I’m finally back in the studio daily this week and working on orders again. As if to remind myself of the whimsy that can occur while dyeing, I over-discharged 80 yards of pink shibori ribbon the other day. I was working on the final color for a large order that included the colorway Pink Storm and when it went into the discharge bath it discharged deep and immediately! I tried to correct on the second pole but *poof*…color disappeared immediately. This pink is very easily discharged (a medium pink using mainly polar red) but the discharge bath was too hot and strong for a controlled discharge. SO, I took the 80 yards and dyed some new and fun colors with it. Now, I am back with a new batch of ribbon all base dyed and pole wrapped for some careful discharging today. Here’s some photos of what went on, and what I was trying to achieve.
The fun part is that now I have some yardage of really pretty colors to play with and sell. I’ll be taking some photos today and putting some of it in the shop. I’m also trying to get together a small selection of ribbon to take with me to Japan in May to sample some of my customers while I am there. Yes, Japan. The Silk Study Tour to Japan is coming up soon! May 16th to be exact. I’m really looking forward to it. Each tour is filled with unique experiences created by the harmonic blending of people and places. We will learn so much, see many extraordinary things, and make new friends and connections for today and tomorrow.
It is my great pleasure to facilitate this tour and watch many people experience Japan for the first time- much of it through the eyes of the silkworm! This year’s tour is full with many interesting people, most who are visiting Japan for their first time. Exciting times ahead! Hirata san and I have added Kyoto to this years experience and our faithful charter bus company will soon be whisking us from place to place while we enjoy some beautiful scenery from the comfort of the bus and its large panoramic windows. In addition we will walk, ride trains and eat lots of great food! Get ready to follow along as I update from Japan along our silk road.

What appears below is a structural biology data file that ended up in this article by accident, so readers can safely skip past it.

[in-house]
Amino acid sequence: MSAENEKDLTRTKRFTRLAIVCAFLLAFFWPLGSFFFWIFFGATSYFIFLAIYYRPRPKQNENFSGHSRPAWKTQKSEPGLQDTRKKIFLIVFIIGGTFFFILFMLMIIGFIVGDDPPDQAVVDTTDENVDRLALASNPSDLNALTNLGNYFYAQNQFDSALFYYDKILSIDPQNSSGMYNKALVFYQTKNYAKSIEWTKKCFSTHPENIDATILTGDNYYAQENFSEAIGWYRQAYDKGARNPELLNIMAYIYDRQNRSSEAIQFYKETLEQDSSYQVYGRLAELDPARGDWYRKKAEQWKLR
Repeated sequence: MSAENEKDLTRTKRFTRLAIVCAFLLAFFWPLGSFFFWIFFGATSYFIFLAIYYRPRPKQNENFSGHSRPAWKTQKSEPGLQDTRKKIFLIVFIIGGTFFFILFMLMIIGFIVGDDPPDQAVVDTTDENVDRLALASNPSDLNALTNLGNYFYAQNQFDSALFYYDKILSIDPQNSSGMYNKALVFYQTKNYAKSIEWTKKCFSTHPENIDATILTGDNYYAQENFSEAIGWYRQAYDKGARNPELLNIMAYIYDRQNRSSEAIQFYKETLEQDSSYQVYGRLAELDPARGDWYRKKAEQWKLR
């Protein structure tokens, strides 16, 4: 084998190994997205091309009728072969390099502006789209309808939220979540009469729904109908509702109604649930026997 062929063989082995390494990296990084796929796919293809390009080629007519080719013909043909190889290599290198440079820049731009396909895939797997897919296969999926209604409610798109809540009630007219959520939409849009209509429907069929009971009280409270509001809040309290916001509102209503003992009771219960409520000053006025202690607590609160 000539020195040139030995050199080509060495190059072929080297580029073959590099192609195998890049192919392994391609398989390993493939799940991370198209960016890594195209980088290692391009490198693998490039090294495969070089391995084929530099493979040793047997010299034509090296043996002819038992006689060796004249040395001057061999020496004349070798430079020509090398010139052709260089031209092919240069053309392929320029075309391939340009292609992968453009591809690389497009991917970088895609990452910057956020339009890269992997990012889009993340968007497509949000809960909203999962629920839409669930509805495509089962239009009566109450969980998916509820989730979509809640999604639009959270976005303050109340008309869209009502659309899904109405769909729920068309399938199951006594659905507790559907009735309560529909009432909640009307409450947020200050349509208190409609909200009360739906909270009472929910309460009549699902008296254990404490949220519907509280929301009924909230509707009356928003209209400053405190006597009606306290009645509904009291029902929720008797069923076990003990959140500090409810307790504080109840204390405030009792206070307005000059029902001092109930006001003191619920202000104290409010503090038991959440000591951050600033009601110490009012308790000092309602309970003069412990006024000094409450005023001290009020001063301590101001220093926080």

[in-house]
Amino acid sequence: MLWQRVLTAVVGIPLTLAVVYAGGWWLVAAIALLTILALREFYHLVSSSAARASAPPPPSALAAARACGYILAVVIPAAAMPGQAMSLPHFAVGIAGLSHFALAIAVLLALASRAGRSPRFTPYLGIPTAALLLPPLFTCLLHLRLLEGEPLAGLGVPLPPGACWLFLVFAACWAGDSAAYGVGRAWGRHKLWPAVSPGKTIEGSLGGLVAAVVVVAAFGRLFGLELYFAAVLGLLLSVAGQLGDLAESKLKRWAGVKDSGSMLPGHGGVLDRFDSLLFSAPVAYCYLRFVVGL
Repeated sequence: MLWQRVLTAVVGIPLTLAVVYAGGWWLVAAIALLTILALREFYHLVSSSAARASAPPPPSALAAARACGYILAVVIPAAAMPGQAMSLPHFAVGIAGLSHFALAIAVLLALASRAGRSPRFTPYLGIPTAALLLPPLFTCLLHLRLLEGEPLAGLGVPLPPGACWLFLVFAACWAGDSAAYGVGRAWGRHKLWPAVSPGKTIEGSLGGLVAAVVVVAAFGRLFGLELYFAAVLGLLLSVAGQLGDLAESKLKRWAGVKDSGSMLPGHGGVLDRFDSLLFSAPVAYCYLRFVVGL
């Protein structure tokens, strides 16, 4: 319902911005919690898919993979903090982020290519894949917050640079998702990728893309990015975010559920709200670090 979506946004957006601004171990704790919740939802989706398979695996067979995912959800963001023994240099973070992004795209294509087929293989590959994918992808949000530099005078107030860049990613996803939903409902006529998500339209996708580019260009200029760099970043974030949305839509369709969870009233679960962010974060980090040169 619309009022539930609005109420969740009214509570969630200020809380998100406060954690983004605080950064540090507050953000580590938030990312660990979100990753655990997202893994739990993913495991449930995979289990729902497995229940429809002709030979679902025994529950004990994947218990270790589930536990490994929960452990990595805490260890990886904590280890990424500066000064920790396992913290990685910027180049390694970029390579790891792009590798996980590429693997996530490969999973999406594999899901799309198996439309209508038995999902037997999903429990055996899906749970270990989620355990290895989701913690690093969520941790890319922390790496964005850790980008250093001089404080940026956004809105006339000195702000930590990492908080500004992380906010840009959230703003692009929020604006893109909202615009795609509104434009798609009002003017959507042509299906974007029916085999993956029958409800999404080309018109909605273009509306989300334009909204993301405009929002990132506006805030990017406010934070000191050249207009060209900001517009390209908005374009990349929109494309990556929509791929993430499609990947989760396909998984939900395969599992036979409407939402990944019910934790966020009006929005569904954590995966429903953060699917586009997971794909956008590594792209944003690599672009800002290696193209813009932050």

Indigo dyeing has been taking a back seat for the moment- the fermentation vat is back to misbehaving and with all the disruption around here lately I have not been able to concentrate on it. One thing though, I will be spending several days with my indigo sensei Fumiko Satou in Japan after the tour is over. I have lots of new questions and hope to be of help to her (as studio helpmate) as she prepares for an upcoming event. I am really looking forward to this.
The next couple of weeks is devoted to clearing out some of the orders, making a little stock, and getting taxes done. Then, final preparations for Japan will be in full swing. That, and a day trip to see the beautiful wildflowers in bloom here in California-where we are thankful to continue the quest for clean air, water and energy (again, politics be damned!).
Love to all… may your path lead you to places unknown. Keep wondering, always wondering…
These words struck me today
The first sign of disintegration — in a writer — is that the writing loses the unique stamp of his/her character, & loses its inner light.
I think it can apply to all sorts of creative endeavors and is a good reminder. Something (else) to be vigilant about.
It was written by Ted Hughes to his aspiring teen age daughter/writer- and daughter of Sylvia Plath. I have been following the blog Brain Pickings and have been enjoying the reading there. I love letters- they are so revealing…
Introducing the post, Maria writes:
“Read good books, have good sentences in your ears,” the poet Jane Kenyon counseled in what remains some of the sagest advice to write and live by. But if literature is essential to our moral development, as Walt Whitman believed, and reading enlarges our humanity, as Neil Gaiman asserted, then attunement to good sentences is vital not only to our writing style but to our core sensibility of character.